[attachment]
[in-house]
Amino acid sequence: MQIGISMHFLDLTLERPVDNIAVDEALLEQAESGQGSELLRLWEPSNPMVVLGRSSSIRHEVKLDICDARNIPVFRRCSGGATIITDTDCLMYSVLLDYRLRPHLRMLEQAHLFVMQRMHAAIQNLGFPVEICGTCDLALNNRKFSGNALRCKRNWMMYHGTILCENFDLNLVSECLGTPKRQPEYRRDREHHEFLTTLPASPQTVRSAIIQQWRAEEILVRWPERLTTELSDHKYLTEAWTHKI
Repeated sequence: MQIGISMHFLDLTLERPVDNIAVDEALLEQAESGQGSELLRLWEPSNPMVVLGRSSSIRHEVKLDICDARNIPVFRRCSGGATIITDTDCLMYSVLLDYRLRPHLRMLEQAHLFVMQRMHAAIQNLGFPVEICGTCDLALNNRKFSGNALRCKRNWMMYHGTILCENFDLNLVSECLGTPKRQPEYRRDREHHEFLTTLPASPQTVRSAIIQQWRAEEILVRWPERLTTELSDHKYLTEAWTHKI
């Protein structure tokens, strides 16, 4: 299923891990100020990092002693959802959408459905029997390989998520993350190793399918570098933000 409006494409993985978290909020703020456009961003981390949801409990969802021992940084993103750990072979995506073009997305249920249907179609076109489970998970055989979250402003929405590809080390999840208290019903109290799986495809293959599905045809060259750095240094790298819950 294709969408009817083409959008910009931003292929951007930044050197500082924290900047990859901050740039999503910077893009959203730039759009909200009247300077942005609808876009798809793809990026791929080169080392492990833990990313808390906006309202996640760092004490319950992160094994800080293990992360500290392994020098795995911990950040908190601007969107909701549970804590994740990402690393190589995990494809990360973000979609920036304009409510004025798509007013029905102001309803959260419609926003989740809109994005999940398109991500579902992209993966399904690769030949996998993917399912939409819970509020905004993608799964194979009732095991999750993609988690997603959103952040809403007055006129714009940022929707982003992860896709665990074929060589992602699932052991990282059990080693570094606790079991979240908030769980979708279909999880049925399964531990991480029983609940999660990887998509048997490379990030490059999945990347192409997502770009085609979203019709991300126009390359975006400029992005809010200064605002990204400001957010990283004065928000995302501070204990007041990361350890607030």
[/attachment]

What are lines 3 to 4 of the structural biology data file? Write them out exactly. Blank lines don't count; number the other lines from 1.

Repeated sequence: MQIGISMHFLDLTLERPVDNIAVDEALLEQAESGQGSELLRLWEPSNPMVVLGRSSSIRHEVKLDICDARNIPVFRRCSGGATIITDTDCLMYSVLLDYRLRPHLRMLEQAHLFVMQRMHAAIQNLGFPVEICGTCDLALNNRKFSGNALRCKRNWMMYHGTILCENFDLNLVSECLGTPKRQPEYRRDREHHEFLTTLPASPQTVRSAIIQQWRAEEILVRWPERLTTELSDHKYLTEAWTHKI
């Protein structure tokens, strides 16, 4: 299923891990100020990092002693959802959408459905029997390989998520993350190793399918570098933000 409006494409993985978290909020703020456009961003981390949801409990969802021992940084993103750990072979995506073009997305249920249907179609076109489970998970055989979250402003929405590809080390999840208290019903109290799986495809293959599905045809060259750095240094790298819950 294709969408009817083409959008910009931003292929951007930044050197500082924290900047990859901050740039999503910077893009959203730039759009909200009247300077942005609808876009798809793809990026791929080169080392492990833990990313808390906006309202996640760092004490319950992160094994800080293990992360500290392994020098795995911990950040908190601007969107909701549970804590994740990402690393190589995990494809990360973000979609920036304009409510004025798509007013029905102001309803959260419609926003989740809109994005999940398109991500579902992209993966399904690769030949996998993917399912939409819970509020905004993608799964194979009732095991999750993609988690997603959103952040809403007055006129714009940022929707982003992860896709665990074929060589992602699932052991990282059990080693570094606790079991979240908030769980979708279909999880049925399964531990991480029983609940999660990887998509048997490379990030490059999945990347192409997502770009085609979203019709991300126009390359975006400029992005809010200064605002990204400001957010990283004065928000995302501070204990007041990361350890607030």